Abortion foes energized by their losses

Times Staff Writer

Abortion-rights activists woke up Wednesday to a string of election day victories:

South Dakota rejected a ban on virtually all abortions. In California and Oregon, voters turned back parental notification. Anti-abortion senators in Ohio and Missouri and congressmen in Arizona and Pennsylvania lost their seats to abortion-rights supporters. Kansas’ ardently anti-abortion attorney general, Phill Kline, was soundly defeated.

“It’s amazing,” said Nancy Keenan, president of NARAL Pro-Choice America.

But she had little time to savor the triumph.

Drawing motivation from their defeats, anti-abortion activists are already working on new ways to reduce access to abortion and persuade more women to go through with unwanted pregnancies.

“We’re going back to the drawing board to see where we can make inroads,” said Troy Newman, who leads the anti-abortion group Operation Rescue.


One top goal is to expand or rewrite “informed consent” laws. At least two dozen states require clinics to counsel women before an abortion. Often, however, the counseling is cursory, delivered by a phone call or pamphlet.

Antiabortion forces are pressing for more emotional counseling. They want women to be told that the fetus can feel pain, although that’s hotly disputed. They also want women to hear that abortion ends the life of a “unique human being.” (A federal appeals court recently struck down such a requirement in South Dakota, but activists nonetheless plan to promote it in other states, according to Daniel McConchie, vice president of Americans United for Life.)

Most of all, anti-abortion activists hope to require women to see a 3-D ultrasound of their fetus.

“It gives women a window into the womb,” said Richard Duncan, a law professor at the University of Nebraska who advises anti-abortion groups. “You’re saying: ‘Here’s the fetus you’re thinking of aborting. Make up your mind based on this.’ ”

So far, no state has required ultrasounds; it’s unclear if such a law would pass constitutional muster. The U.S. Supreme Court has said states cannot impose an “undue burden” on women seeking early and midterm abortions, before the fetus is viable. An ultrasound could be considered a burden because it would add cost to the procedure.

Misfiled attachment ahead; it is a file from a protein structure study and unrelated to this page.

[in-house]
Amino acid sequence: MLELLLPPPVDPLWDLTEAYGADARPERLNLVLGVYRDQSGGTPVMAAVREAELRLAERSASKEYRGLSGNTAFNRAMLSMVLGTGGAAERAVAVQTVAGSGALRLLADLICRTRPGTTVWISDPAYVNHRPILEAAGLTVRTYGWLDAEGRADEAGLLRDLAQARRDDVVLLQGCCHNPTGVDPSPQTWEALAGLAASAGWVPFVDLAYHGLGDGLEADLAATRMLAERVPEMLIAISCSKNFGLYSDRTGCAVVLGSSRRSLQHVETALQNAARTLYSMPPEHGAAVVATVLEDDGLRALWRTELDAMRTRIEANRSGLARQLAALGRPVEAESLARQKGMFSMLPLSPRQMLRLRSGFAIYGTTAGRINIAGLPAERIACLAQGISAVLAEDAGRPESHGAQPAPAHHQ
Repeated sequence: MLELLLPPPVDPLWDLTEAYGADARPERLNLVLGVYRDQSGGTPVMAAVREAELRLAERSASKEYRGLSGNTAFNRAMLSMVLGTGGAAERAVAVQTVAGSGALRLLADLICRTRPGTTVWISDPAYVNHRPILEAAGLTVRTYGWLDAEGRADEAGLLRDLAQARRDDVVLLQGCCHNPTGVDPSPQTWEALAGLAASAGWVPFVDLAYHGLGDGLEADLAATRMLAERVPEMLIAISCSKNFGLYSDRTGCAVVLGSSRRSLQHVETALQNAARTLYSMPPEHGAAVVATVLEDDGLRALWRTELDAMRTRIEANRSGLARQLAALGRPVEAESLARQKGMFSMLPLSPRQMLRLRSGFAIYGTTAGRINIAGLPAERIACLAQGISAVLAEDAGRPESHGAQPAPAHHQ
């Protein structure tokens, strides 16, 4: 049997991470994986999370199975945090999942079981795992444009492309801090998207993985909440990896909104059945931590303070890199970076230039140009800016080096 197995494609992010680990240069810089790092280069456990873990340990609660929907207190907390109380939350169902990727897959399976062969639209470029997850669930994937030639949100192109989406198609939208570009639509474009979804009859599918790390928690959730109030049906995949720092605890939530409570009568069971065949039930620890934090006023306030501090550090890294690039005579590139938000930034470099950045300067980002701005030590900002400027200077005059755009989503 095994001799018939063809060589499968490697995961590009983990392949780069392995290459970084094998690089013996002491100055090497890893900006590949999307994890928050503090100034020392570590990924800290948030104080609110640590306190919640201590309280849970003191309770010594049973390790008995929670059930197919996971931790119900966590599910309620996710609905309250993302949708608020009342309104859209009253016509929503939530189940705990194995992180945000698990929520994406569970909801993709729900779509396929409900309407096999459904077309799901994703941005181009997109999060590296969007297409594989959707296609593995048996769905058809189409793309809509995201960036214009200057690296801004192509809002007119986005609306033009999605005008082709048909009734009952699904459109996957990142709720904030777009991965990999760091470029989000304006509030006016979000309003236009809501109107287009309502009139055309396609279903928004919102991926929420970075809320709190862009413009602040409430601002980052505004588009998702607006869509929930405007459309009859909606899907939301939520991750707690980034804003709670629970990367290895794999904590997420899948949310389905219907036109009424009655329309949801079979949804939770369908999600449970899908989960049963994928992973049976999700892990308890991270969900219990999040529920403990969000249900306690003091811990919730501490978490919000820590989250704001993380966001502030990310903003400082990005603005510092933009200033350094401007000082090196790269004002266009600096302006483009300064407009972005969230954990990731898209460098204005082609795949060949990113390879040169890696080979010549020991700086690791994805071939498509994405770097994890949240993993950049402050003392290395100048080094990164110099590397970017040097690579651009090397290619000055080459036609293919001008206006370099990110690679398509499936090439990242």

In addition to counseling mandates, activists are pressing for tighter regulation of abortion clinics.


Today in South Dakota’s Capitol, for instance, lawmakers will discuss 18 pages of clinic regulations, which govern even the type of sink in the patient recovery room and require regular audits by state inspectors. Kate Looby, a lobbyist for Planned Parenthood, said the regulations are not onerous, but she’s worried they could be modified to clamp down on clinics in the future.

“I think this is their Plan B,” she said.

In fact, conservative lawmakers here haven’t entirely written off Plan A.

Abortion-rights backers gained just one seat in the state Legislature on Tuesday. The most prominent supporters of the abortion ban were reelected; they retain a large majority in both houses and the support of Republican Gov. Mike Rounds, who easily won reelection.

“I’ll support a move to start over on this,” said Republican state Sen. Bill Napoli, who called voters’ rejection of the ban by a 56% to 44% margin “a moot point.”

Napoli said the vote proved only that South Dakotans want any ban to include exceptions for rape, incest or imminent danger to the mother’s health. But such cases amount to just a handful of the 800 abortions performed annually in South Dakota. Napoli expects the Legislature to write a new ban -- with a few tightly worded exceptions -- aimed at criminalizing “abortions performed just for convenience.”

The Supreme Court has never permitted a ban with such narrow exceptions, but Napoli’s goal would be to provoke a court case that would prompt the justices to reconsider.

As volunteers swept up confetti and popped pink and blue balloons that had been meant for a victory party, Leslee Unruh, who managed the pro-ban campaign, said she wasn’t ready to give up, either. Her core volunteers have already rented new office space to carry on the fight.


“Women have been coming in all day long saying: ‘We’re not quitting. What can we do next?’ ” Unruh said. “We’re not going away.”

Such fervor does not surprise political scientist Alan Abramowitz. The South Dakota vote discredited what he called “the blunt-force strategy” of a total ban. But anti-abortion activists will come back with indirect approaches, said Abramowitz, an abortion-rights supporter who teaches at Emory University in Atlanta.

“I wouldn’t necessarily think that this debate is over,” Abramowitz said. “We can expect to see a lot more of it.”